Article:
Looks like it's official: Repression is this year's Big Theme. The Age of Innocence, based on Edith Wharton's novel, was great stuff if you're into movies that revel in period detail, subtle wordplay, unconsummated passion, and meticulous manners. But that film's leading man, torn between his affection for a proper but boring fiancee and his passion for a scandalous outsider, was a veritable devil-may-care action hero compared to Mr. Stevens, the anal-retentive butler at the center of Remains of the Day.
The loyal servant, played to sublime, stoic, bullet-headed, pinch-nosed perfection by Anthony Hopkins, is so repressed he calls his own father Mr. Stevens, and insists that the rest of his staff do so as well. (He's hired the old man on as his assistant.) The butler runs the show at Darlington Hall, a stately mansion in the English countryside whose tranquility and palatial charm make it a perfect place for Lord Darlington to lobby world leaders; he's a gentleman from the old school and one of the leading proponents of appeasement toward Germany in the years leading up to World War II. "Let them know that in England, order and tradition still prevail," Lord Darlington instructs his butler.
Stevens's unflagging commitment to that ideal costs him his one shot at true love. Emma Thompson plays the role of the housekeeper who almost succeeds in melting Stevens's glacial reserve. (In doing so, she completes the Howards End reunion that, like last year's adaption of the E.M. Forster novel, teams Hopkins and Thompson with producer Ismail Merchant, director James Ivory, and screenwriter Ruth Prawer Jhabvala.) Thompson's work here, while not her best, is still inspired; it's hard to imagine anyone else playing the part. If she hasn't already, Thompson will soon eclipse Meryl Streep as the film community's leading "serious" actress. (Much Ado About Nothing would have been just that without her.)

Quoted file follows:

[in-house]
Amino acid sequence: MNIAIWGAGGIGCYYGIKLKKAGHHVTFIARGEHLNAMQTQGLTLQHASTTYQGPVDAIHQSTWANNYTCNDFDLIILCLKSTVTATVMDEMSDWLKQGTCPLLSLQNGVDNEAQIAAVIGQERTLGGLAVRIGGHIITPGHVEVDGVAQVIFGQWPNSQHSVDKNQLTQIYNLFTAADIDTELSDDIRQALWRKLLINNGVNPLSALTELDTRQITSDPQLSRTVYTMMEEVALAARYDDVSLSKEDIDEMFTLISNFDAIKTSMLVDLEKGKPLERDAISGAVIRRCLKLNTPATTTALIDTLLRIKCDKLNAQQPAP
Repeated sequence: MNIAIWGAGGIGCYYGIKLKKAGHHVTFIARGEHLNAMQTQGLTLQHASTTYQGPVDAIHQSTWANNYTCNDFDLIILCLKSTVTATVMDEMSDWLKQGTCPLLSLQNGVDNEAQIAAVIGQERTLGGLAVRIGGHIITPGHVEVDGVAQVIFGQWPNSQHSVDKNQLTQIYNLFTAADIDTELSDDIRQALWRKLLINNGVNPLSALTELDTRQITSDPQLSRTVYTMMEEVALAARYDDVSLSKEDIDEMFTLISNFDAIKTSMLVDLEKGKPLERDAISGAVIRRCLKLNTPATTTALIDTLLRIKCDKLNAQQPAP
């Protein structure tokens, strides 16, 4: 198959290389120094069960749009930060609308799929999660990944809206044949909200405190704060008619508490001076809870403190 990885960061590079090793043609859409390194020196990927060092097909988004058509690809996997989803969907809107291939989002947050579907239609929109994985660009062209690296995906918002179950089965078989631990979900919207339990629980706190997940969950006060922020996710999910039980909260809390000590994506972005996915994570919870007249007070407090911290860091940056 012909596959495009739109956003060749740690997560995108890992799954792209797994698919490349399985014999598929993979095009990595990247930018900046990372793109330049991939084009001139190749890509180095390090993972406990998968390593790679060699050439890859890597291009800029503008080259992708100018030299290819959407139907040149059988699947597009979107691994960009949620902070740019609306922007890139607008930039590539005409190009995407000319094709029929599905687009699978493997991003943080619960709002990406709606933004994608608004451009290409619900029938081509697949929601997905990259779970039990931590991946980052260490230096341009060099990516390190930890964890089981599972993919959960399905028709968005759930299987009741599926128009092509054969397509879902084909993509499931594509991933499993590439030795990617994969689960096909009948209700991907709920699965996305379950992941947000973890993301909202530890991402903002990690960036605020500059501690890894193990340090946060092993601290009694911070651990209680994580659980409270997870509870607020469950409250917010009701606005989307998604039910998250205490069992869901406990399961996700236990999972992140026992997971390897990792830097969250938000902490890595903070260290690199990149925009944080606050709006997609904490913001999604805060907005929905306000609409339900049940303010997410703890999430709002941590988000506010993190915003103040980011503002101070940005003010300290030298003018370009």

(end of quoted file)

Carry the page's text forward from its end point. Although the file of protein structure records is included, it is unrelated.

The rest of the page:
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But for all the pedigrees behind the cameras and all the first-rate performances in front of them, The Remains of the Day fails to rise above the level of a well-made, cerebral character study. Like Darlington Hall, the film is handsome and dignified and characterized by superb craftsmanship. Like protagonist Stevens, however, it has difficulty bridging the gap between thinking and feeling. You can't argue with their logic, and you admire their skill and attention to detail, but in the end you wish that both the butler and the film had managed to make more of an impact on the heart.